Reciprocity Is So Important For People And Relationships

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Reciprocation

Reciprocity refers to a system of distributing goods or services to others in return for something. An exchange may be voluntary or involuntary. Social interaction is the fundamental basis of reciprocity.

A person who freely gives others may become a target for similar generosity from those who take items for free. Reciprocity is essential for social interaction to occur, and it is one of the three basic types of social psychology.

This is a simple truth, but you cannot fail to enjoy the highest state of fulfillment if you can learn the lesson. It involves the fact that whatever you think, or whatever you do, returns to you. It is called reciprocity.

If you dislike a person, then you will be opposed. If you like someone, then you will be appreciated by others. If you do good deeds, you will realize good as your reward. Therefore if you do evil, evil will be your charge and penalty.

It would be wise to apply this truth to yourself immediately; all it takes is your concentration. It is an unbreakable law throughout time, as obedience will bring joy and success if you permit it by following its principle.

Therefore, we now know that the Golden Rule is retroactive, that is, “As you do unto others, others will do unto you.”

It might not always appear instantly valid as real evil may seem to return for good, and unkindness and thanklessness the reward for deeds done well. But this is just temporary. As good continues, undismayed, it will sneak slowly into our consciousness that has been deceived and tricked by evil, oppression, and lack of understanding. That awareness will be awakened, will respond, and react, and you reap the rewards two-fold, for a brave new soul will have come to realize the power of good over evil always.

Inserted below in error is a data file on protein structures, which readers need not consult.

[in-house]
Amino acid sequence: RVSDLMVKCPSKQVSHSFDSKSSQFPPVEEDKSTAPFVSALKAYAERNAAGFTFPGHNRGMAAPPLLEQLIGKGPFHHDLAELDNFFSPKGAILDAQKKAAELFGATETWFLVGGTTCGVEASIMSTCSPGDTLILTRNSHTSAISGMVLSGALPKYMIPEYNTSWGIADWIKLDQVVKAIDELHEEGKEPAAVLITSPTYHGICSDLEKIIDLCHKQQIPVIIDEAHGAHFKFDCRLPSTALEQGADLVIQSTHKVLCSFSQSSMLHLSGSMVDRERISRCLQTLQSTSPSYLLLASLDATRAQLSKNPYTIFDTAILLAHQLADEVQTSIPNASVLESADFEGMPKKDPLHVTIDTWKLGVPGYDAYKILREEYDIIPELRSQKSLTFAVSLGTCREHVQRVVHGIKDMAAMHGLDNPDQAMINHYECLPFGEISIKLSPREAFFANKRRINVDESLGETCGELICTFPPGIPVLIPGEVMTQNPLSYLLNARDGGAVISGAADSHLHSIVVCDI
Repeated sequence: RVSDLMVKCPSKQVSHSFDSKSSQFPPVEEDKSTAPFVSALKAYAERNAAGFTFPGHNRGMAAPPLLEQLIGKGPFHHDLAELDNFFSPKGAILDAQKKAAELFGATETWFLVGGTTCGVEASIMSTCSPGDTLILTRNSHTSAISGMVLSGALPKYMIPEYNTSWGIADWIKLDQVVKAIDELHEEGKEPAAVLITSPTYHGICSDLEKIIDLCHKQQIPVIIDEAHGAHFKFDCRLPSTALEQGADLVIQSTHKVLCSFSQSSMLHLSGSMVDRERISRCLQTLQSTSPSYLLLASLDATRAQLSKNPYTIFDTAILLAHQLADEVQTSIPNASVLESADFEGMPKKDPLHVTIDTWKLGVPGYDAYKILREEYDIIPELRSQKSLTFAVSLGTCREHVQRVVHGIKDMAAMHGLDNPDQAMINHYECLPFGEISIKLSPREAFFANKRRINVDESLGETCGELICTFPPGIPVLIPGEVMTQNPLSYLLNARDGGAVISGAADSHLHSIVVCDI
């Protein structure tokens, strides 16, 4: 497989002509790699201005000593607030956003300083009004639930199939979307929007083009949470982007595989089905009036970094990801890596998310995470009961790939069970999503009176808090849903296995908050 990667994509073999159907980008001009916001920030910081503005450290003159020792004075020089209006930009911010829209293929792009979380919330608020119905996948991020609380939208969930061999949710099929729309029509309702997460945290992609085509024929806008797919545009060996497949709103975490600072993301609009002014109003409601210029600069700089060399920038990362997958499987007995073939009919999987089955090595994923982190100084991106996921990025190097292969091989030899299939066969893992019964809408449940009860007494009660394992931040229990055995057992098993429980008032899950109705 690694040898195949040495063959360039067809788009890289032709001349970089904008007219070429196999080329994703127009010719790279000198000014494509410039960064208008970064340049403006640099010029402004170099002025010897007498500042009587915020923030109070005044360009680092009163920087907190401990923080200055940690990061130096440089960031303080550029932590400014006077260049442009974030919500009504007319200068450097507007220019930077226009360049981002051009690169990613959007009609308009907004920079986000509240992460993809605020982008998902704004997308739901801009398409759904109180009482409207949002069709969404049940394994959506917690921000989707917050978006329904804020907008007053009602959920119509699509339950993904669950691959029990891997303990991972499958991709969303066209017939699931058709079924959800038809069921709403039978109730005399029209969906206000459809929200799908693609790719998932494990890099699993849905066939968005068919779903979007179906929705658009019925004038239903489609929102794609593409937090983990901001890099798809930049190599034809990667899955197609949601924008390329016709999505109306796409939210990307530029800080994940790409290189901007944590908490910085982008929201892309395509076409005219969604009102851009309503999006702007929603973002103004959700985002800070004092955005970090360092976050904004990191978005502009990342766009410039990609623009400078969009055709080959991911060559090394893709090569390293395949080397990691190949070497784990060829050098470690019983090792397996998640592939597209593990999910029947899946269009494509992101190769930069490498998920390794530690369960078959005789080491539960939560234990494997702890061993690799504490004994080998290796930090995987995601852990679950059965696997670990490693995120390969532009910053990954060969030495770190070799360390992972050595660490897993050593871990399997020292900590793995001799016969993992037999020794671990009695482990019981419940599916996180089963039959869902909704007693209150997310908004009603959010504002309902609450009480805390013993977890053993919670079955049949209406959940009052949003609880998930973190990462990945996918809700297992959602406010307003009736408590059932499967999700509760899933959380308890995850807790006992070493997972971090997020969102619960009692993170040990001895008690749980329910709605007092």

Suppose we permit unselfish love to control our moments. In that case, we can move forward wholly confident that whatever we do will bring back to us the rewards of love.

Evaluate yourself. Test your thoughts, ideas, and deeds. Are they lightening the burden of care? Are those thoughts producing optimistic new hope and courage where misery may threaten? What is your gift to humankind? What spark do you fan into the flames? What do you give in joy, pleasure, encouragement, and cheer?
We cannot live for ourselves alone. Life is an essential, growing entity. It grows as we give to it, responsibility or neglect, love or hate, misery or happiness, “as we sow, we shall reap.” Reciprocity allows flow.

As we actively live according to the highest principles and concepts, we will flourish and achieve. We will discover that below all of it, what is pretense, and guilt, has no roots in the long-lasting and the good. It is a pretty reasonable exchange.

Reciprocity Meaning

Reciprocity has three different forms. The most widely recognized form is exchanged; the second is direct interchange, and the third is non-reciprocal favor. Exchange is the most recognized form of reciprocity. In this type of social psychology, the giver gives value to an object or person; then, the receiver reciprocates by offering the same value to the giver in return.